Ron Wilson: No gold, no positives

I realize I haven’t had the chance to talk about the gold medal game here. As a loyal USA fan, it hurt. A lot. I had a bad feeling going into it, but the tying goal with 20 seconds left gave me some false hope ... only to be crushed in overtime by one of my own: Sidney Crosby.

I finally knew what it felt like to be anyone who is not a Penguins fan. I understand why people dislike Crosby. He's really, really good. He is also a little bit of a bitch, but he’s MY bitch. I felt a sting of betrayal when he put in the OT game-winner. But what a story this kid is, hey? He’s won just about everything, and he’s only 22 years-old. It’s disgusting and awesome all at the same time. I’m glad he’s back on my side.

I pouted when the game was over. I'll admit it. I whined a little about how it would have been a much better story if the US won (I blame it on my PR side). But I recognized that Canada was an unbelievable team just like they were supposed to be. I also recognized that what the US managed to do throughout the tournament was unexpected and amazing. They were inspirational to watch. This young squad wasn't expected to be undefeated until the very last game in the Olympics. They surprised everyone and won people over. A silver for them is still an incredible feat.

So today when I came across a headline on my THN newsfeed that said, “Ron Wilson says there is no positive in gold medal loss for US” a giant record scratched somewhere in my head.

No positive in the U.S.’s gold medal loss?

Okay, I agree with Teemu Selanne when he says that the bronze medal is an easier emotional win because you actually win the game to get the medal. When you get bronze, it’s because you won. When you get silver, it’s because you lost.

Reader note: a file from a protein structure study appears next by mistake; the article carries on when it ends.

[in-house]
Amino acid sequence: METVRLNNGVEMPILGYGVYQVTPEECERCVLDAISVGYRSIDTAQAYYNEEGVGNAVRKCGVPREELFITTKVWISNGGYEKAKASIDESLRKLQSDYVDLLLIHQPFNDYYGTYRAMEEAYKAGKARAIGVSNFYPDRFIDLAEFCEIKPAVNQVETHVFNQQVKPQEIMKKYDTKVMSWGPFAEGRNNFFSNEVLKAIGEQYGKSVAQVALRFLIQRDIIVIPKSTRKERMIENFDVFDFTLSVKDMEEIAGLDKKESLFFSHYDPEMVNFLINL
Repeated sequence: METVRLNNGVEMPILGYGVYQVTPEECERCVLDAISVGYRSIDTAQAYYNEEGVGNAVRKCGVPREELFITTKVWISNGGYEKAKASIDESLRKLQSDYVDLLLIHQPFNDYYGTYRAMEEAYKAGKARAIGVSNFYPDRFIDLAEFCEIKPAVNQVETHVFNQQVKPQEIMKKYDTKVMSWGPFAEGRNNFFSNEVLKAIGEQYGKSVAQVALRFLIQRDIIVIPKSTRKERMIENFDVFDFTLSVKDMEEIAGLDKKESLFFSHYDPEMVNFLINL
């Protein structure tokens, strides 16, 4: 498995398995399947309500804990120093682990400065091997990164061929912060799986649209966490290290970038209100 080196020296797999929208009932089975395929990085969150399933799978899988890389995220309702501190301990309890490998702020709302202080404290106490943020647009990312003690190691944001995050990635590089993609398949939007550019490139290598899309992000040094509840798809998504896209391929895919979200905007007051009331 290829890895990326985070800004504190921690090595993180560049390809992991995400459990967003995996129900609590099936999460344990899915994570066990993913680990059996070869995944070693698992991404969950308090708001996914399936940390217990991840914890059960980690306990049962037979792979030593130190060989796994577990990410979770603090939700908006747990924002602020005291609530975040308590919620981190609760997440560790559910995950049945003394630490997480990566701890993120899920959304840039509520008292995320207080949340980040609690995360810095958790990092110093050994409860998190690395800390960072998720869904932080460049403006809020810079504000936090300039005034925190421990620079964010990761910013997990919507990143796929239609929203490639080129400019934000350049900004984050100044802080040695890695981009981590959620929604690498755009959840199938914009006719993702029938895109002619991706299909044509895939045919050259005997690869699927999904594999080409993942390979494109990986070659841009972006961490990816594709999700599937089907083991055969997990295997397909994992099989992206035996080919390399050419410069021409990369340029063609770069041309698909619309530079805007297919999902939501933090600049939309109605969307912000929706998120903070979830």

But honestly Ron Wilson, how do you get zero positives out of coming up just short of the gold?? I can think of a few:

1.       Um, you won the silver medal. This is pretty obvious. You could have finished dead last in the tournament or pulled a Russia and embarrassed yourself.
2.       Your little underdog team turned out to be pretty darn good. So good that they went undefeated up until the very end. They worked hard and played well. They weren’t really supposed to be as good as they were.
3.       The USA team captivated America. I had friends who could care less about hockey but were all fired up for the gold medal game and publicly displaying their support. By ‘publicly displaying’ I mean putting it as their Facebook status, but that’s a pretty big deal these days.
4.       Ryan Miller. Zach Parise. Chris Drury. Brian Rafalski. Ryan Kesler. And so on…
5.       The hockey was great. The first USA-Canada game was one of the best hockey games I’ve ever seen. Ryan Kesler’s empty net goal? Yes, please. Six goals in, like, ten minutes against Finland? Wow. Not to mention the gold medal game.
6.       Millions of people tuned in to watch. 27.6 million to be exact. That’s just the NBC broadcast. Numbers haven’t been this good since the 1980 miracle. And the ratings weren’t only good for that game – 8.2 million people watched the first US-Canada game on MSNBC (second highest for the network ever). As an American hockey fan, I’m proud of that. I’m not saying there is going to be a huge new following of hockey fans in the States (because there wont’ be), but the ratings are something to speak of.

Those are just a few that come to mind. I know it’s hard to come that far, tie a game with 20 seconds left and lose the gold medal in overtime. I was heartbroken too. But that’s hockey. That’s what we love. As far as I can see, the positives outweigh the negatives. 



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